Local death penalty opponents decry Ohio’s plans to resume executions
- Published: July 21, 2017
After a 3½-year moratorium on executions, Ohio prison officials are preparing to put convicted killer Ronald Phillips to death on Wednesday, July 26.
On that day, villager Carl Hyde plans to be at the same place he has been for many of the previous 53 times Ohio has executed a man since the state reinstituted the death penalty in 1999 — in vigil outside the Southern Ohio Correctional Facility in Lucasville, where the executions take place.
The 89-year-old retired physician will travel with other like-minded locals to the gates of the prison to give witness to their opposition to a practice they say is unequal and inhumane, if not morally wrong.
The resumption of executions is particularly troubling for death penalty opponents as the state plans to use a drug — midazolam — that has a problematic history of use. Inmates in several states have not appeared fully sedated before death set in. In Ohio, in January 2014, Dennis McGuire died more than 25 minutes after midazolam and a sedative were administered into one of his veins. He reportedly gasped and snorted during what is considered the longest execution in Ohio to date.
“Our core concern at this point is there is so much risk with the death penalty,” said Kevin Werner, director of the nonprofit group Ohioans To Stop Executions, or OTSE, based in Columbus.
Considering the last “botched execution, to suggest that this time will be different is troubling,” Werner said.
What’s more, “we have a history of freeing people from death row” who turned out to be innocent. “We can’t be certain who is innocent.”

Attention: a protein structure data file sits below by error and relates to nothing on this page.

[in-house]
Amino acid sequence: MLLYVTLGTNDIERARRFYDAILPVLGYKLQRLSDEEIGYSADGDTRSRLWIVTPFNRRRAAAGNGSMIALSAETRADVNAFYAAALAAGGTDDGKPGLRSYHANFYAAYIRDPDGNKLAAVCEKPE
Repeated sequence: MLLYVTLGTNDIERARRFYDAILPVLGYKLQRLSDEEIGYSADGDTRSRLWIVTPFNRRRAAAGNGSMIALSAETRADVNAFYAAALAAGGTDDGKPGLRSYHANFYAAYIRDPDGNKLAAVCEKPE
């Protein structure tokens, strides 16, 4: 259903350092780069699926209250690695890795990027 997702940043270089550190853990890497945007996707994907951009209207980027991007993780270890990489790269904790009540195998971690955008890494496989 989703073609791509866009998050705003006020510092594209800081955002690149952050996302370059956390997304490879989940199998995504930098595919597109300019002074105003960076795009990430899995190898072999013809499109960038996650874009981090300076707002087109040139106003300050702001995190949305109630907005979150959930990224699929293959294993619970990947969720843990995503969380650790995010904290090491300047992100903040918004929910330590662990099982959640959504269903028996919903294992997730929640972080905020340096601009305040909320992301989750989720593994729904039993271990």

There is little doubt, however, that Ronald Phillips committed the crimes that sent him to death row. The Akron man has admitted to the rape and killing of his girlfriend’s 3-year-old daughter in 1993, when he was 19 years old.
The fact of a condemned person’s guilt is not the concern for Hyde. As a physician, “my orientation was to keep people alive,” he said. And as a Quaker, the lives of all people are precious.
Until 1999, the death penalty hadn’t been an issue in his life, Hyde said, as the U.S. saw an approximately 50-year span when executions were not performed after the Supreme Court found states’ practices unconstitutional. But as individual states, including Ohio, found ways to proceed that met the Court’s proscriptions, he became keenly aware.
“I had a strong sense this was a bad thing, and it shouldn’t happen,” he said.
With the scheduled execution of Wilford Berry in February 1999, Hyde said he “had a clear leading. I had to be there.”
He is frequently joined by others from the Yellow Springs Friends Meeting as well as members of St. Paul Catholic Church and the Dharma Center, along with other concerned individuals.
“We usually have three cars, which is about a dozen people,” who meet at 7 a.m. on the day of execution in front of St. Paul’s. Some go to Lucasville and others go to the State House for a simultaneous action in Columbus.